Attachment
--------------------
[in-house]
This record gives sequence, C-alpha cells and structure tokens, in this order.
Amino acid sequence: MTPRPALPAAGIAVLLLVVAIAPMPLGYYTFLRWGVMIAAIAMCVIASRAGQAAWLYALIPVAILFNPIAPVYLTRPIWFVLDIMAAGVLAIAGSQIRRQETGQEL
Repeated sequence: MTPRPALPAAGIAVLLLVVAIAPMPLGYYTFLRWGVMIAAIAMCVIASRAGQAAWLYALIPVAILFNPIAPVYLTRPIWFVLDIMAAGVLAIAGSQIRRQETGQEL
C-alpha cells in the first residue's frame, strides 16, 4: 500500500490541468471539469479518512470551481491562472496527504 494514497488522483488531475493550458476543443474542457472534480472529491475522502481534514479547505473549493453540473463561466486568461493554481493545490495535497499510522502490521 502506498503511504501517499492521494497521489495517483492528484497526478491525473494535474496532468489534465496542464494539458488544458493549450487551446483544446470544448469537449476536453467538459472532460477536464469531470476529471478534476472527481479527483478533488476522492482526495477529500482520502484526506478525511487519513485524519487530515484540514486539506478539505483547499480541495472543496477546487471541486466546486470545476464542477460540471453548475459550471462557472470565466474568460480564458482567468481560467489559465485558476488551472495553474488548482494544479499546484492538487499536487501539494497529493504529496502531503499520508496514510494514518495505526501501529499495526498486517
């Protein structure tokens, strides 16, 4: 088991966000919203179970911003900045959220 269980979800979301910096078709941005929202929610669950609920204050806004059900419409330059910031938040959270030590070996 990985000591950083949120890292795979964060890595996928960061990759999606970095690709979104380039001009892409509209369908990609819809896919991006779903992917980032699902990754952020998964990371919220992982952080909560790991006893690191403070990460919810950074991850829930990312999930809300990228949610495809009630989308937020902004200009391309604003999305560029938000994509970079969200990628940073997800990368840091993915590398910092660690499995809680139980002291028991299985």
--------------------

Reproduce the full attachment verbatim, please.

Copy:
[in-house]
This record gives sequence, C-alpha cells and structure tokens, in this order.
Amino acid sequence: MTPRPALPAAGIAVLLLVVAIAPMPLGYYTFLRWGVMIAAIAMCVIASRAGQAAWLYALIPVAILFNPIAPVYLTRPIWFVLDIMAAGVLAIAGSQIRRQETGQEL
Repeated sequence: MTPRPALPAAGIAVLLLVVAIAPMPLGYYTFLRWGVMIAAIAMCVIASRAGQAAWLYALIPVAILFNPIAPVYLTRPIWFVLDIMAAGVLAIAGSQIRRQETGQEL
C-alpha cells in the first residue's frame, strides 16, 4: 500500500490541468471539469479518512470551481491562472496527504 494514497488522483488531475493550458476543443474542457472534480472529491475522502481534514479547505473549493453540473463561466486568461493554481493545490495535497499510522502490521 502506498503511504501517499492521494497521489495517483492528484497526478491525473494535474496532468489534465496542464494539458488544458493549450487551446483544446470544448469537449476536453467538459472532460477536464469531470476529471478534476472527481479527483478533488476522492482526495477529500482520502484526506478525511487519513485524519487530515484540514486539506478539505483547499480541495472543496477546487471541486466546486470545476464542477460540471453548475459550471462557472470565466474568460480564458482567468481560467489559465485558476488551472495553474488548482494544479499546484492538487499536487501539494497529493504529496502531503499520508496514510494514518495505526501501529499495526498486517
């Protein structure tokens, strides 16, 4: 088991966000919203179970911003900045959220 269980979800979301910096078709941005929202929610669950609920204050806004059900419409330059910031938040959270030590070996 990985000591950083949120890292795979964060890595996928960061990759999606970095690709979104380039001009892409509209369908990609819809896919991006779903992917980032699902990754952020998964990371919220992982952080909560790991006893690191403070990460919810950074991850829930990312999930809300990228949610495809009630989308937020902004200009391309604003999305560029938000994509970079969200990628940073997800990368840091993915590398910092660690499995809680139980002291028991299985």